Crestone Group - Westcliffe Trip
- Sangre de Cristo Range
Humboldt Peak, Crestone Peak, and Crestone Needle Elevation Humboldt 14,069ft. Crestone Peak 14,298ft. and Crestone Needle 14,201ft. (Aug. 9,2003) The Crestone group is not one to take lightly, and throw in the traverse between the Needle and Peak and you have the makings of an adventure (one that you are thankful to return from). Kit Carson (Challenger Point and Columbia Point) Elevation Kit Carson 14,169ft. Challenger Point 14,084ft. Columbia Point 13,980ft. (Aug. 10,2003) The Kit Carson triad is also a formidable climb, boasting some good class 3 and maybe some class 4 climbing between Columbia Point and Kit Carson.
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Trip Schedule break down
|Friday||4:30PM||-left work (drove to Colorado Springs and then to Westcliffe)|
|8:30PM||-arrive at South Colony 4X4 Trail Head|
|Saturday||4:10AM||-leave the TH to climb up broke hand pass.|
|6:58AM||-summit Crestone Needle via South Face.|
|10:30PM||-summit East (or South) Crestone Peak.via the traverse between the two peaks.|
|10:42PM||-summit North Crestone Peak|
|2:00PM||-halfway up Kat Carson or Columbia Point (hail storm turned us around).|
|5:25PM||-summit Humboldt Peak.|
|7:35PM||-back at the TH.|
|Sunday||5:15AM||-leave the TH to climb the Kit Carson.|
|10:00AM||-summit Kit Carson Peak via East Ridge|
|11:00AM||-summit Challenger Point.|
|12:00PM||-summit Columbia Point.|
|3:25PM||-back at TH.|
|9:00PM||-back at Home.|
This weekend starts off with the difficulty of just getting to the TH. There is a lower trailhead and an upper trailhead. The upper trail is where you really want to get to, and it is realistically a 6 out of 10 in Colorado 4X4 driving. The road is more difficult then Mount Antero and less difficult then Webster Pass. My truck (a Chevy Silverado ext. cab) made the trip with some fancy driving. I would not take my truck up the trail again however, because my truck is just too long. I would have preferred to have driven what I used to have which was a two door explorer up the trail. My truck had good leverage being long, but being so long the ground clearance for high centering situations became an issue. With a shorter wheel base you can drive around a lot of things that I had to position myself just right on. I even saw a two wheel drive small pickup at the upper TH.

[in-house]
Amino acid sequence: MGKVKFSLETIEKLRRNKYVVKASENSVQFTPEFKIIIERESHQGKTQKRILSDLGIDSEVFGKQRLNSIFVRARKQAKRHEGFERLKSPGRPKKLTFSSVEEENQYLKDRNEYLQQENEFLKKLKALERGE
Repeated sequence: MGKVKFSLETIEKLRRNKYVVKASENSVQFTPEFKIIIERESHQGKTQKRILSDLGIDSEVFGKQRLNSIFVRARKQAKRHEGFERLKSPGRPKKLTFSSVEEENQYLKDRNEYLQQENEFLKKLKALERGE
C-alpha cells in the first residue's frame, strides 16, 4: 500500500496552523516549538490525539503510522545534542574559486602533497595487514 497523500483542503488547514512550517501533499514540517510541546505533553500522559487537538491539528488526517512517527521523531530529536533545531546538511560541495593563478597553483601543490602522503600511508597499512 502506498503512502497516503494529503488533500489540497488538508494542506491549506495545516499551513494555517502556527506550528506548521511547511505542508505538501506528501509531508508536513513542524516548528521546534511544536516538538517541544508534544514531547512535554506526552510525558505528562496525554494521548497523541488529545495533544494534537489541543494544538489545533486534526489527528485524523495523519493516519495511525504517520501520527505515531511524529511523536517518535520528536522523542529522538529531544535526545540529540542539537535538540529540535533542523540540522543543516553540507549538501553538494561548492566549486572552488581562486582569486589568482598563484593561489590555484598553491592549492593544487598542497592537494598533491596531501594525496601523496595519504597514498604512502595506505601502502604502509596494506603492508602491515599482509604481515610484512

Once at the TH we unloaded and set up a tent a little ways down the 4X4 road in the direction of South Colony Lakes. There were a number of people at the TH, more then I expected. I found out later that many of them were there for the NASA dedication of Columbia Point on Saturday.
In the morning Tim and I woke up to find out that a number of tents had sprung up very near the front door of our tent. We got dressed and went back to the truck to grab the rest of our gear. We headed off up the 4X4 road, and only had a little bit of trouble finding the small trail that leaves the 4X4 road near a switchback. We made our way to South Colony Lakes and then took the trail clearly marked with a wooden sign saying standard route on Needle. This trail of course went up to "Broken Hand Pass" and then around the back side and up the ridgeline to the summit of Crestone Needle. It seemed like we flew up the trail with ease. The trail was well marked and the route up the one couloir and then over to the next seemed totally logical. There had just been some extensive work on the trail so maybe that is why it seemed so obvious.
The route off of the Needle and onto the ridgeline did not seem as obvious. We went down and found some nylon cords which could be used to setup a repel, however we were not prepared for such a maneuver. The route through this section of the traverse seems far more intuitive from the bottom. I would have to say that the route down an obvious crack is not really the best route and that a more straight down the ridgeline approach would be more productive. Either way I found one way down and Tim found another way down. At the bottom of this section there are some cairns and a path down and across some gullies. The guide book says to stay on the South side of the ridge, we ended up on the North side of the ridge and found a nice rock crack to follow up to the ridgeline and then over to the Eastern Summit of Crestone Peak. After a short stop at the Eastern summit we headed over to the Western and main summit of Crestone Peak.